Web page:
Dungeons & Dragons may never be the same — but that doesn’t mean the last decade of 5th Edition is going to become obsolete.
In addition to revealing the next major sourcebook, Dragonlance: Shadow of the Dragon Queen and its crossover functionality with the Dragonlance: Warriors of Krynn board game on Thursday, D&D publisher Wizards of the Coast also dropped the monumental announcement of something called One D&D during a “Wizards Presents” livestream. But what is this next evolution of the tabletop roleplaying game? In short, you can’t really call it 6th Edition because the expansion adjusts the core 5th Edition rulesets ever so slightly while expanding the scope and breadth of what the franchise is capable of moving forward. Here’s what we know.
What is One D&D?
The original D&D launched back in 1974 but branched off into a rules-light core system and Advanced Dungeons & Dragons, which incorporated far more mechanics for those who wanted a more gamified experience. Over the years, the intensity of various rules has varied between the editions until 2014’s 5th Edition established the highly approachable framework we all know and love today. One D&D will build upon that framework while expanding it in totally new ways.
Here’s how Wizards of the Coast puts it in official materials: “One D&D is the codename for the next generation of Dungeons & Dragons that brings together updated rules, backward compatible with 5th Edition, D&D Beyond as the platform for your D&D experience, and an early-in-development D&D digital play experience that will offer players and Dungeon Masters full immersion and rich 3D creation tools.”
More practically, One D&D subtly adjusts loads of rules already in 5th Edition in ways that ensure everything is compatible. New content released as part of One D&D can coexist within the same campaign players have been in since 2014.
And, since the digital platform D&D Beyond formally joined Wizards of the Coast back in April 2022, we can expect greater integration with the platform moving forward. How will that shake out exactly? Well, starting with Dragonlance: Shadow of the Dragon Queen, you’ll be able to purchase bundles of physical and digital content. (We’re hoping this includes a system where you can retroactively unlock digital content if you own physical copies!)
The biggest bombshell in all this, however, is definitely D&D Digital.
What is the Digital D&D Play Experience?
If you’re anything like me, then once the pandemic hit, you moved all of your D&D games online, using Discord for video and voice chat while having the Dungeon Masters design campaigns in Roll20. While it’s an excellent resource for tabletop gaming, Roll20 requires that DMs design the two-dimensional maps individually. That includes collecting various assets for characters, enemies, and obstacles, not to mention the various options for lighting and copious amounts of data management.
D&D Digital (or whatever it’s called) literally opens up another dimension for the experience while making things much easier. It’s a fully immersive playspace through which entire campaigns or single encounters can be created in 3D environments, all developed using Unreal Engine. Rather than operate as a D&D video game, a tilt-shift camera angle and deliberate design choices essentially simulate a tabletop D&D game in a digital environment.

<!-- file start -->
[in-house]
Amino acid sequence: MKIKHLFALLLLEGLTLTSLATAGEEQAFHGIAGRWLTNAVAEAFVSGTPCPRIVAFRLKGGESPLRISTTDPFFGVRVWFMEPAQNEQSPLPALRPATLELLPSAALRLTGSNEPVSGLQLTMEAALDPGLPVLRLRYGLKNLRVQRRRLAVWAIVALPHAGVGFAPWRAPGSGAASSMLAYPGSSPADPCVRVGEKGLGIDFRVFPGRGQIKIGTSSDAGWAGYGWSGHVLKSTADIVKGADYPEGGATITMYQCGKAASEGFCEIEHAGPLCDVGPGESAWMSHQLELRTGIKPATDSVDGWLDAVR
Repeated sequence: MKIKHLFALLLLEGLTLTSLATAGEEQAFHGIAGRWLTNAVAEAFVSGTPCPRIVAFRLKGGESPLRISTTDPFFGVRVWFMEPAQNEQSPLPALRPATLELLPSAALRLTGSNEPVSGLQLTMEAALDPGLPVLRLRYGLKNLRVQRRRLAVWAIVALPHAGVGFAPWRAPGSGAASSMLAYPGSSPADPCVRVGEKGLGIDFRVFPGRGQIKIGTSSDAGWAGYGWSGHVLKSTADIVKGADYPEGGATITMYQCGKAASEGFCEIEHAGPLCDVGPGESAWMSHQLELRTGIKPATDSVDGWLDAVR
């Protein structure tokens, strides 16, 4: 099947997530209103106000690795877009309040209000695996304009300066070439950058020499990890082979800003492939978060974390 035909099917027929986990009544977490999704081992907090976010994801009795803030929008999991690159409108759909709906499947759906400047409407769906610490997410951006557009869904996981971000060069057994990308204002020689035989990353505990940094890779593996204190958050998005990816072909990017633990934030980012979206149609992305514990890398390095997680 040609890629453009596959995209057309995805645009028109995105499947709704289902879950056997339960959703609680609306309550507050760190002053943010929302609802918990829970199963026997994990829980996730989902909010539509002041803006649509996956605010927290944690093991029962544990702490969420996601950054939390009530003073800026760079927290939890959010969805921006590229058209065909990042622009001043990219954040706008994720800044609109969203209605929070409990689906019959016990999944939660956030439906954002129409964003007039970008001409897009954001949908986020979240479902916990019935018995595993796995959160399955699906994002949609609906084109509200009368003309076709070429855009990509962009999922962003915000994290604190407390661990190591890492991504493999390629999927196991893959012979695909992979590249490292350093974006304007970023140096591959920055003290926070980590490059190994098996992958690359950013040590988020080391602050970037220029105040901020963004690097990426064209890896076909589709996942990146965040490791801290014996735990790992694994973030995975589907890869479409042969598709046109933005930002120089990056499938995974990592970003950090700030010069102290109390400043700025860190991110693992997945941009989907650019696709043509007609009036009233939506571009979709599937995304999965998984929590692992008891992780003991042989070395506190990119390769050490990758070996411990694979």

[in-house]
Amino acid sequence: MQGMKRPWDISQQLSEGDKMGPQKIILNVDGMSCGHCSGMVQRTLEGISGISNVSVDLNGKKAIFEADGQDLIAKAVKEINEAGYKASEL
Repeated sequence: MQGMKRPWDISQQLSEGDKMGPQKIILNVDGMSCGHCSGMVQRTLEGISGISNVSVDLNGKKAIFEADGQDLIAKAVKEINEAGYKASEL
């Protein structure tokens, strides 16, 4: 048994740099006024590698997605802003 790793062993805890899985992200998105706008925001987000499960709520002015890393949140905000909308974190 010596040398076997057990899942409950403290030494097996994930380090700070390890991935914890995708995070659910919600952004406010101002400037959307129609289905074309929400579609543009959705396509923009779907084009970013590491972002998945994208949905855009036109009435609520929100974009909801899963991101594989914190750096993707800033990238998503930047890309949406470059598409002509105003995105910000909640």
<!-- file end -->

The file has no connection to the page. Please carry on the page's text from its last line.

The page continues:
Except rather than having to painstakingly design your mini in something like Hero Forge and then paint it yourself only for your dog to destroy it one day, D&D Digital lets you make — and change over time — custom character minis. Pretty much every facet of playing the game IRL at a table has been digitized and streamlined.
If you purchase a premade campaign, every digital asset include in the various environments then becomes part of your library, so those assets can be recycled to design all-new dungeons.
When will One D&D launch?
The new Player’s Handbook for One D&D is slated for release in 2024, but an ongoing series of Unearthed Arcana publications will function as a beta test for the new mechanics — and they’ve already begun! The first of these focuses on “Character Origins.” Mechanics such as Backgrounds and even Feats saw a hefty rework in 2020’s Tasha’s Cauldron of Everything, but this new playtest takes things even further, leaning into flexibility and accessibility while still maintaining the core balance of 5th Edition.
For example, the new UA materials offer options for a character whose parents are of two totally different races. Half-Elf (an Elf and Human hybrid) has long been an option, but what if a player wanted to be half Gnome and half Halfling? “You might choose Halfling for your game traits and then decide that your character has the pointed ears that are characteristic of a gnome,” the UA suggests.
The biggest shakeup in all this is undoubtedly how One D&D approaches Feats. Traditionally an optional mechanic in 5th Edition, Feats are potent special abilities that a character might acquire through unique past experience or the course of play. The Magic Initiate Feat, for example, lets any type of character learn a few spells from a magical class. Various other Feats grant special bonuses for particular styles of fighting or specific weapons. Typically, only Variant Humans can have a Feat at Level 1, but anybody can select a Feat instead of improving their ability scores at Levels 4, 8, 12, 16, and 19.
Under One D&D, however, every new character gets +2 to one Ability Score, +1 to another, and access to a Level 1 Feat — all as part of the character’s Background. Previously, Backgrounds offered very little in the way of gameplay value, but now they’ll be the most important part of character creation.
It’s just one of the many ways that D&D is changing for a more digitized future. To playtest, check out the One D&D playtest materials.